China Rapid Finance Calls for Rescue With New Name; Stock Tanks 18%

Rapid Finance is no longer based in Shanghai, no longer a lending marketplace, and is no longer headed by Zane Wang.

Anna Vodopyanova
    Jul 21, 2020 3:00 PM  PT
China Rapid Finance Calls for Rescue With New Name; Stock Tanks 18%
author: Anna Vodopyanova   

China Rapid Finance Ltd. has changed its company name to one screaming for help (Attn: Chinese companies: It pays to have a native English speaker sometimes.) 

 China Rapid was formerly a troubled peer-to-peer lending marketplace formerly based in Shanghai, but will now become SOS Ltd. and trade on the New York Stock Exchange under "SOS."

SOS Health Rescue Services Ltd. ("SOS") is based in Qingdao, Shandong province. It now provides marketing data, technology and solutions to the emergency rescue services in China, according to an official statement of late Monday. Its website listed in the press release, however, still opens onto the lending platform of Rapid Finance, formerly traded as "XRF."

The news of the company's complete restructuring sent its renamed stock on an 18% slide Tuesday, to $2.01 per American depositary share. The stock is up, however, since the announcement of this planned merger back on March 22, and has almost doubled in the last month. Clearly, shareholders were optimistic about the new (or any new) direction. 

In its statement, Rapid Finance said it has completed its "asset injection" with Yao Bao Two Ltd., the parent of SOS Information Technology Co. Ltd. The move was first announced as early as in May, as the company has been struggling in China's overturned financing sector. Hit with the regulatory crackdown, Rapid Finance attempted to delve into microfinancing, but its struggles continued in business performance and in trading.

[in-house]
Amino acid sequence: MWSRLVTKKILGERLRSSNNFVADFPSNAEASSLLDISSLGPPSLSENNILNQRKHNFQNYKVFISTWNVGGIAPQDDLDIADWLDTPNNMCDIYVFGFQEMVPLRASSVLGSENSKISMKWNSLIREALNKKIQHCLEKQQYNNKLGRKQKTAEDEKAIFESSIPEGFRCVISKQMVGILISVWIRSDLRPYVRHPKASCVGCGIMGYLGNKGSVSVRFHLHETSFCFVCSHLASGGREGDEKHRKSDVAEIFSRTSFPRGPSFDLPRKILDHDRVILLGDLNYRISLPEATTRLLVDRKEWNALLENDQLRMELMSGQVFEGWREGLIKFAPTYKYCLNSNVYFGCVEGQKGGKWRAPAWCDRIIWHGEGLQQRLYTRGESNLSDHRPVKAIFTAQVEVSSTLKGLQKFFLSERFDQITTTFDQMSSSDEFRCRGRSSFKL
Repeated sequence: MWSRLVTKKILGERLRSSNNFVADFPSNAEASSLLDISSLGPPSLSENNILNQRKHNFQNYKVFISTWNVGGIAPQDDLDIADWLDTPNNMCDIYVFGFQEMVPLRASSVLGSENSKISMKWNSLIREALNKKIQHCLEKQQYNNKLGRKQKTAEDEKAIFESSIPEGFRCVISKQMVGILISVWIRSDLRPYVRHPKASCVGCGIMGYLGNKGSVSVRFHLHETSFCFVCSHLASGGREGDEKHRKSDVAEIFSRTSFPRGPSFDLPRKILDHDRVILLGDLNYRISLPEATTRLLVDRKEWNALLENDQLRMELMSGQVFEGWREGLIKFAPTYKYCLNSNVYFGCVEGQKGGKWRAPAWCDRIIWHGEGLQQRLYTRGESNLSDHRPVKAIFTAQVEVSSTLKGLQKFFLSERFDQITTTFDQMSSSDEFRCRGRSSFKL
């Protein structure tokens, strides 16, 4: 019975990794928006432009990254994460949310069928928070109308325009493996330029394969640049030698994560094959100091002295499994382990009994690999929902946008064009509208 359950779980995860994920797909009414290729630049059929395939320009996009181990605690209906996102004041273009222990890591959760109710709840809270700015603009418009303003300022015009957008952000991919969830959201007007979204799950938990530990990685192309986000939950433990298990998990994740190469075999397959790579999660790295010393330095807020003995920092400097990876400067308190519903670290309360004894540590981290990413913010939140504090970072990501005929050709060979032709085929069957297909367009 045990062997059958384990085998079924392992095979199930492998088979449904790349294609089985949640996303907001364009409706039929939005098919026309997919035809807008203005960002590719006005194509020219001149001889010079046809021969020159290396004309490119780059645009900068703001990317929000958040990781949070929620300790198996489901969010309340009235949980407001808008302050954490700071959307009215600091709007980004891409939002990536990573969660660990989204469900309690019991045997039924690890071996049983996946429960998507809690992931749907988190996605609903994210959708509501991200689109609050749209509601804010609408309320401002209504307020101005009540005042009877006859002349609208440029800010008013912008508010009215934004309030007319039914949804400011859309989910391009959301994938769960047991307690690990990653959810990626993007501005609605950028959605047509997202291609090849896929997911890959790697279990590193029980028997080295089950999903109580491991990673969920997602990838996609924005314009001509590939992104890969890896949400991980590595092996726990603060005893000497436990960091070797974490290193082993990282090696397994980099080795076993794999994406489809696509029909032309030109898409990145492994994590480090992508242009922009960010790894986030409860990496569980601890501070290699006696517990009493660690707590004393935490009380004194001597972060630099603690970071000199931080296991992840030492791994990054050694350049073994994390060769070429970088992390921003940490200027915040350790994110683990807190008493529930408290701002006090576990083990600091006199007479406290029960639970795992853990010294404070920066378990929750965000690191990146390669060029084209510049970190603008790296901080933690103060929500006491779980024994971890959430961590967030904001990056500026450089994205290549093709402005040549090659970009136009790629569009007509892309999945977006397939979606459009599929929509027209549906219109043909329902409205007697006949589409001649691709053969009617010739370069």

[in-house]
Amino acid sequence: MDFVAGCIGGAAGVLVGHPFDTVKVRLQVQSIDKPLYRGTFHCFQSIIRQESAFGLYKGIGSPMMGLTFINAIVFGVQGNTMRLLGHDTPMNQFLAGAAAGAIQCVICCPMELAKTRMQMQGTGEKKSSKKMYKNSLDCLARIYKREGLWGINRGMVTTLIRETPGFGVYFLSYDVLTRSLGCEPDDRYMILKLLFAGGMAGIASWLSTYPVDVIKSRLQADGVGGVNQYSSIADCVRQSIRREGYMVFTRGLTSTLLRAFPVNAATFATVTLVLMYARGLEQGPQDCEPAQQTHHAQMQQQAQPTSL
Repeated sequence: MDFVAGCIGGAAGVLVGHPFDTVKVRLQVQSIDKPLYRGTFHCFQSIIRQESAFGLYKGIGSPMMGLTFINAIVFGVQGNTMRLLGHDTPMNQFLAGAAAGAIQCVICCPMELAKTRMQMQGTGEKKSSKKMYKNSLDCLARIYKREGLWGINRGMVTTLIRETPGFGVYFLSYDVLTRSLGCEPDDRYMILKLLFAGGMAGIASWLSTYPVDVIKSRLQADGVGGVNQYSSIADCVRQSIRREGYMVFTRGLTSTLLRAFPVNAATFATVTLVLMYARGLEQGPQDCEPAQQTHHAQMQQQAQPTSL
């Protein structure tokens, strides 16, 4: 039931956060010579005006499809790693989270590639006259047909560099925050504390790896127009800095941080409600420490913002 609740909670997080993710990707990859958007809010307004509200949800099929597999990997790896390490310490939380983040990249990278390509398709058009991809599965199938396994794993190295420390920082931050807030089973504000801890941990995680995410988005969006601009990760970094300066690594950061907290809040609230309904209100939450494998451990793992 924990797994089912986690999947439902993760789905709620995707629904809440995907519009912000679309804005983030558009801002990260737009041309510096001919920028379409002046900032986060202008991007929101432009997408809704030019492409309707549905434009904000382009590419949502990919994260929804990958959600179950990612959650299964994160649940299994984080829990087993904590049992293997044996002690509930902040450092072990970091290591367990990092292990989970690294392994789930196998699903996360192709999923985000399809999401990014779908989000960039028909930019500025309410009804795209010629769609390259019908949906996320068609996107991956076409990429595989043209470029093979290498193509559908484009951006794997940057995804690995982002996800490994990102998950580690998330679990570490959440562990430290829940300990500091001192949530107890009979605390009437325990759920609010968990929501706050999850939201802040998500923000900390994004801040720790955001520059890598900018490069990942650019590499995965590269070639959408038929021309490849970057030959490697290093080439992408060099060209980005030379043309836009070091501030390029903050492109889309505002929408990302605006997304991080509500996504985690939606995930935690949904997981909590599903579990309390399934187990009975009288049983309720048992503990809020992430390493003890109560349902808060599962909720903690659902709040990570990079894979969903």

During the first quarter, when China suffered its worst from the Covid-19 outbreak, XRF shares wavered just near the minimum bid requirement of $1 per share and below until June and July sent it to the level of $3 per share. Its trading run during 2019 has also been mostly sour. A year ago in May, XRF was traded at 42 cents apiece as it struggled to maintain compliance with the stock market's regulatory listing requirements. It was also late on filing its annual financial reports.

Time will tell whether yet another restructuring and management change will come to the rescue of this stock. At least, there isn't another U.S.-listed Chinese firm delivering marketing to emergency servicers to compare it to SOS Ltd.

The company said it has accumulated over 55 million members. Clueless shareholders may have a chance to find out what that means in the "upcoming earnings release and investor call."

Here is an optimistic yet vague message from SOS' chief executive, Yandai Wang: "Our strategy of organic growth, coupled with strategic acquisitions, is well underway. The recently signed cooperation agreement with Qingdao West Coast New District Management Committee ("Qingdao") is one of many progress milestones that we are making. We have also been actively working on strategic acquisitions that are expected to scale and complement our current customer base. We are ramping up our go-to-market capabilities to meet this unprecedented demand from our members." 

China Rapid has rapidly changed the nature of its business and is for all intents and purposes a new company or at least one with a facelift. How the stock will fare is yet to be known but investors should not (rapidly or otherwise) jump on this "new" stock.  


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